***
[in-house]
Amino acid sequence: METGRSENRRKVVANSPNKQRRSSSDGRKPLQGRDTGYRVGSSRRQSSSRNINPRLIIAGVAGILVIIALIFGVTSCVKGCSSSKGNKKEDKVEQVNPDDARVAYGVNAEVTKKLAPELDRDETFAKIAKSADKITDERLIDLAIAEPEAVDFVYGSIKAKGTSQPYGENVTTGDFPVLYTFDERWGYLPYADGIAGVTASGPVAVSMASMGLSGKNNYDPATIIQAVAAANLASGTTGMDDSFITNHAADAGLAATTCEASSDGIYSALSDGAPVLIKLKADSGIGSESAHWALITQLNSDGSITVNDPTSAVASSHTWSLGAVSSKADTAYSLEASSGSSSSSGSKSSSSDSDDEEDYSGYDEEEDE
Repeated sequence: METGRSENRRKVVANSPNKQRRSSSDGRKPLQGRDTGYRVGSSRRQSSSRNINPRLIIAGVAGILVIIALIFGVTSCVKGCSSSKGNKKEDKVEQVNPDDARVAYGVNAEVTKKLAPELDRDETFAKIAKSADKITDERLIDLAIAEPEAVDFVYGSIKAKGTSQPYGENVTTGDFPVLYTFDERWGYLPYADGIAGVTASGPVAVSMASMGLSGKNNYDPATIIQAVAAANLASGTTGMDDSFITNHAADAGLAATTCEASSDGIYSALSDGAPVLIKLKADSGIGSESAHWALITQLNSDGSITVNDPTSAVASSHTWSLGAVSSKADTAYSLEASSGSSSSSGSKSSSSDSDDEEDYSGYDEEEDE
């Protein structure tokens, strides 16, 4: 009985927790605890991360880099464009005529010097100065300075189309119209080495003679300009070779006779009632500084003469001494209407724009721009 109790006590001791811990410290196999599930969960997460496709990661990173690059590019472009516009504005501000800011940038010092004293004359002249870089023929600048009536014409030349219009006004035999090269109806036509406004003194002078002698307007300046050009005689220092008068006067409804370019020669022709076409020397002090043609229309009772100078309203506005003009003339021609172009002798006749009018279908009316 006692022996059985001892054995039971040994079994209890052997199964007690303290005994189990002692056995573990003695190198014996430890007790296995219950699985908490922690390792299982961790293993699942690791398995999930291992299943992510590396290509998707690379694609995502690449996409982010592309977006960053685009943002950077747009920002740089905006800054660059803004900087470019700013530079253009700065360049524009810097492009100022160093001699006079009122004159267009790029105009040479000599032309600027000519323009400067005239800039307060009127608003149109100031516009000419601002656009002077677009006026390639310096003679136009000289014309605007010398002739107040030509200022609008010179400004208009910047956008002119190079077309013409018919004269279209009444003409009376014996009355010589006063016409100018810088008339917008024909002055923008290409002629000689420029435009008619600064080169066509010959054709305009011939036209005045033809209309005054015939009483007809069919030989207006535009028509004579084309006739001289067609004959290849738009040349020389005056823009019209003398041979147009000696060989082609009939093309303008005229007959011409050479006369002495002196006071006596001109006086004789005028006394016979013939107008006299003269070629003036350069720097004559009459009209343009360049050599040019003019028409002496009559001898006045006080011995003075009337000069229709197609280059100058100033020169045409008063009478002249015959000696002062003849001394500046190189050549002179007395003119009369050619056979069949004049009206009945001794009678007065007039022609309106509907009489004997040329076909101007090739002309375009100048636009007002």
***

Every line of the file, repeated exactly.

[in-house]
Amino acid sequence: METGRSENRRKVVANSPNKQRRSSSDGRKPLQGRDTGYRVGSSRRQSSSRNINPRLIIAGVAGILVIIALIFGVTSCVKGCSSSKGNKKEDKVEQVNPDDARVAYGVNAEVTKKLAPELDRDETFAKIAKSADKITDERLIDLAIAEPEAVDFVYGSIKAKGTSQPYGENVTTGDFPVLYTFDERWGYLPYADGIAGVTASGPVAVSMASMGLSGKNNYDPATIIQAVAAANLASGTTGMDDSFITNHAADAGLAATTCEASSDGIYSALSDGAPVLIKLKADSGIGSESAHWALITQLNSDGSITVNDPTSAVASSHTWSLGAVSSKADTAYSLEASSGSSSSSGSKSSSSDSDDEEDYSGYDEEEDE
Repeated sequence: METGRSENRRKVVANSPNKQRRSSSDGRKPLQGRDTGYRVGSSRRQSSSRNINPRLIIAGVAGILVIIALIFGVTSCVKGCSSSKGNKKEDKVEQVNPDDARVAYGVNAEVTKKLAPELDRDETFAKIAKSADKITDERLIDLAIAEPEAVDFVYGSIKAKGTSQPYGENVTTGDFPVLYTFDERWGYLPYADGIAGVTASGPVAVSMASMGLSGKNNYDPATIIQAVAAANLASGTTGMDDSFITNHAADAGLAATTCEASSDGIYSALSDGAPVLIKLKADSGIGSESAHWALITQLNSDGSITVNDPTSAVASSHTWSLGAVSSKADTAYSLEASSGSSSSSGSKSSSSDSDDEEDYSGYDEEEDE
């Protein structure tokens, strides 16, 4: 009985927790605890991360880099464009005529010097100065300075189309119209080495003679300009070779006779009632500084003469001494209407724009721009 109790006590001791811990410290196999599930969960997460496709990661990173690059590019472009516009504005501000800011940038010092004293004359002249870089023929600048009536014409030349219009006004035999090269109806036509406004003194002078002698307007300046050009005689220092008068006067409804370019020669022709076409020397002090043609229309009772100078309203506005003009003339021609172009002798006749009018279908009316 006692022996059985001892054995039971040994079994209890052997199964007690303290005994189990002692056995573990003695190198014996430890007790296995219950699985908490922690390792299982961790293993699942690791398995999930291992299943992510590396290509998707690379694609995502690449996409982010592309977006960053685009943002950077747009920002740089905006800054660059803004900087470019700013530079253009700065360049524009810097492009100022160093001699006079009122004159267009790029105009040479000599032309600027000519323009400067005239800039307060009127608003149109100031516009000419601002656009002077677009006026390639310096003679136009000289014309605007010398002739107040030509200022609008010179400004208009910047956008002119190079077309013409018919004269279209009444003409009376014996009355010589006063016409100018810088008339917008024909002055923008290409002629000689420029435009008619600064080169066509010959054709305009011939036209005045033809209309005054015939009483007809069919030989207006535009028509004579084309006739001289067609004959290849738009040349020389005056823009019209003398041979147009000696060989082609009939093309303008005229007959011409050479006369002495002196006071006596001109006086004789005028006394016979013939107008006299003269070629003036350069720097004559009459009209343009360049050599040019003019028409002496009559001898006045006080011995003075009337000069229709197609280059100058100033020169045409008063009478002249015959000696002062003849001394500046190189050549002179007395003119009369050619056979069949004049009206009945001794009678007065007039022609309106509907009489004997040329076909101007090739002309375009100048636009007002």